Double-gloving (wearing 2 sets of surgical gloves) minimizes the surgeons from potential exposure to bodily fluid during surgery. It provides a reassurance, especially in surgery where instruments with sharp edges are encountered and may cut or tear gloves.
What factors should be considered when selecting gloves?
  • Low in endotoxin
  • Powder-free
  • Low in residual chemicals
Type IV – hypersensitivity
  • Low in residual accelerators used in vulcanization process
  • Not using sulfur and accelerators vulcanizing system
Type I – hypersensitivity including occupational asthma
  • If natural rubber gloves are used, select those with low extractable latex protein level and powder-free.
  • Select gloves made from synthetic latex such as nitrile latex.
What is latex compounding?
Films made from natural rubber latex or synthetic latex, on their own, are not functional. In the raw state, they are soft and not elastic. The rubber molecules of natural rubber latex and synthetic latex have to be cross-linked into a network to provide the necessary mechanical strength and hardness for the product to be functional, i.e. this process of crosslinking or vulcanization will allow the product to be elastic and stretchable, suitable for glove application. Crosslinking of rubber molecules which carry unsaturated double bonds can be effectively carried out using sulfur and other chemicals which act as accelerators and activators to enhance the crosslinking process. To develop a latex compound for making gloves involve the following steps:
  • Choosing the raw latex/chemical ingredients/additives
  • Developing a formulation
  • Working out an appropriate mixing procedure for all the ingredients
  • Making an experimental batch
  • Running some tests if the gloves so produced provide the desired properties
  • Finalizing the recipe/formulation
  • Scaling up to a factory scale to produce gloves
What are the components found in a latex compound?
Several materials are needed in a latex compound. The latex used can either be natural rubber latex, synthetic rubber latex such as nitrile latex, polychloroprene latex, polybutadiene latex or polyisoprene latex. Next comes the vulcanizing/crosslinking system.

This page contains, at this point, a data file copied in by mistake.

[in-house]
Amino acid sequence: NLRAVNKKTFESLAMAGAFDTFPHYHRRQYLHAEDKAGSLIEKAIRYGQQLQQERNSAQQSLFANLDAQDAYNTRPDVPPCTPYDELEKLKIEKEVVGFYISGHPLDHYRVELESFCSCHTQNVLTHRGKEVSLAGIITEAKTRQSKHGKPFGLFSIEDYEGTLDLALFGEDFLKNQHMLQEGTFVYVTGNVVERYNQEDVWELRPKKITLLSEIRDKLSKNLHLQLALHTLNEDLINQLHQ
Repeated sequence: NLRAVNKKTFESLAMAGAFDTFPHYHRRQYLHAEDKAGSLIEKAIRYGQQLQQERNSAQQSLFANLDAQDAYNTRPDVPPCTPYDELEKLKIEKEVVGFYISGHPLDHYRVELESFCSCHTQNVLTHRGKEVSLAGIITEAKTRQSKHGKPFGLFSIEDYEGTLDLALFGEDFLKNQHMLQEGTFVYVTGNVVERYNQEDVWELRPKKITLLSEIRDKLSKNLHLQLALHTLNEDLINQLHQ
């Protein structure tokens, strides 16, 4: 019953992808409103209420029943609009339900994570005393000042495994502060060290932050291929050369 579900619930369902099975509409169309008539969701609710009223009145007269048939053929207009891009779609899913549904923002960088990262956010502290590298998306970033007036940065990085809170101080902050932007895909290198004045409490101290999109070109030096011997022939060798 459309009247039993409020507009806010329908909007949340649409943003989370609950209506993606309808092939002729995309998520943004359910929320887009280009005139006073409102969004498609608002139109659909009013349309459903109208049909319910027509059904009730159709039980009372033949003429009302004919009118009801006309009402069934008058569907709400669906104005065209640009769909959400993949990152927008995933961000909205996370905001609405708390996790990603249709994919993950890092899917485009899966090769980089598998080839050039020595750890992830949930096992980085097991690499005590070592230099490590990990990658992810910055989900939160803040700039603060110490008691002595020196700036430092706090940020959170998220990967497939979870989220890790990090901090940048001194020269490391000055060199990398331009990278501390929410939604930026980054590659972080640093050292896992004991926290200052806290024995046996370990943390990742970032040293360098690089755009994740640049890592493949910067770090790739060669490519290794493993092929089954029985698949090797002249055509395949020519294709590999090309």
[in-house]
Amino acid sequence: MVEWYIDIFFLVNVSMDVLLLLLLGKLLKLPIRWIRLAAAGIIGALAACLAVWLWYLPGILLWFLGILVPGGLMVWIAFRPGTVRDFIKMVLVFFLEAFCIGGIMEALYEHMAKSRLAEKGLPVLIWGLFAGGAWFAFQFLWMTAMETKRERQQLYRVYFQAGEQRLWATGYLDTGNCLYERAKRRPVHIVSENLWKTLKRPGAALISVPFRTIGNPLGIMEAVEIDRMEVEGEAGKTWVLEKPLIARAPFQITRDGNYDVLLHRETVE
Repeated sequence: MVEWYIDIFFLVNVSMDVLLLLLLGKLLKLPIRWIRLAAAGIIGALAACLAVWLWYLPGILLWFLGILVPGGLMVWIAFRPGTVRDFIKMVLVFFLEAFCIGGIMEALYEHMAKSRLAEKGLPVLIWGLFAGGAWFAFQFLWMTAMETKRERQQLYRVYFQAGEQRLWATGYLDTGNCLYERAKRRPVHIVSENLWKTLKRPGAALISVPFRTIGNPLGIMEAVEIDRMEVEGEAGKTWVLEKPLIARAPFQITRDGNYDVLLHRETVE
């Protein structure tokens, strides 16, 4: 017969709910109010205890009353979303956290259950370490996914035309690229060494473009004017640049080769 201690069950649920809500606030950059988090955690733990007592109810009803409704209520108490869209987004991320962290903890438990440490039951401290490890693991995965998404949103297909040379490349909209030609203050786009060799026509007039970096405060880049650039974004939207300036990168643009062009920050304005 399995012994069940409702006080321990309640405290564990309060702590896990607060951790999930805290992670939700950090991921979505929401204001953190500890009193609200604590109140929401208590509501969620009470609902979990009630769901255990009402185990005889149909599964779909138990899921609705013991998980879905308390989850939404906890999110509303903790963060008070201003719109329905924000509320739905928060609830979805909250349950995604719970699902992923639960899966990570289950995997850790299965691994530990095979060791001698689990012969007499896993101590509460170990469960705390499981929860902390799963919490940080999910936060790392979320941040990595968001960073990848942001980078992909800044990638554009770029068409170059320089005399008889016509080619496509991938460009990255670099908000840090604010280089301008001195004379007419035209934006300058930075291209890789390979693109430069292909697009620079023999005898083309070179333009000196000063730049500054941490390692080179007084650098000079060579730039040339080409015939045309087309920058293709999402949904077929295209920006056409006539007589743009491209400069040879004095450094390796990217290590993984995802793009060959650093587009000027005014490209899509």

Other components include the following:
  • The stabilizers: surfactants, emulsifiers
  • Processing aids: wetting agents, dispersing agents, foaming agents, foam stabilizers, viscosity modifiers
  • Protection system: antioxidants, antiozonants, antidegradants, waxes
  • Properties enhancement materials: fillers, pigments, plasticizer.
Typical latex compound formulation is given below for a natural rubber latex compound.
Potassium hydroxide solution 0.3 – 0.5
Additional stabilizer (fatty acid soap) 0.05 to 0.2
Sulfur dispersion 0.4 to 1.2
ZDC accelerator dispersion 0.3 to 1.0
Zinc oxide dispersion 0.1 to 1.0
Antioxidant dispersion 0.5 to 2.0
Pigment dispersion 0 to 0.5
Defoamer as required
Dewebber as required
Water as required
Why are chemical accelerators used in glove manufacturing?
Because of its low cost, ease of availability and minimal interference with other compounding ingredients, sulphur is the most important crosslinker used in latex compounding. However, vulcanization of rubber molecules using sulphur alone is very slow. Even at elevated temperatures above 140oC, it will take a few hours for vulcanization to complete. Ideally, the sulphur curing system must include activators and accelerators. Activators (usually metal oxide e.g. zinc oxide in combination with stearic acid) can catalyze the reaction. Accelerators are organic substances that accelerate vulcanizing reaction. In the presence of activators and accelerators, the crosslinking process can complete in 15 to 20 minutes at 140 C.

Most of the common accelerators suitable for latex are metal dialkyl dithiocarbamates such as zinc dialkyl dithiocarbamates ZDC, thiouram polysuphides and thiazoles. These accelerators are used in both the natural rubber latex and synthetic latex glove production. Unfortunately, most of these accelerators, if present in gloves, have the potential to induce delay Type IV hypersensitivity of contact dermatitis allergy.

Note: (In 2008, KOSSAN launch a new breakthrough in nitrile examination glove under the brandname Chemax 7th Sense without the need for accelerator chemicals, making the users of these gloves less susceptible to Type IV allergies.)
In glove manufacturing, how does one remove the excessive accelerators?
To reduce the presence of residual chemicals such as accelerators in gloves, one must only use the optimal amount of the chemicals in the compound formulation to avoid excessive usage of chemicals. Any unreacted chemicals i.e. as residual chemicals in gloves should be leached away in the processing step known as leaching. Leaching refers to the process of immersing the latex–coated formers into a bath, to wash out the excess additives from previous stages. In natural rubber gloves, extractable latex proteins can also be leached out at this stage.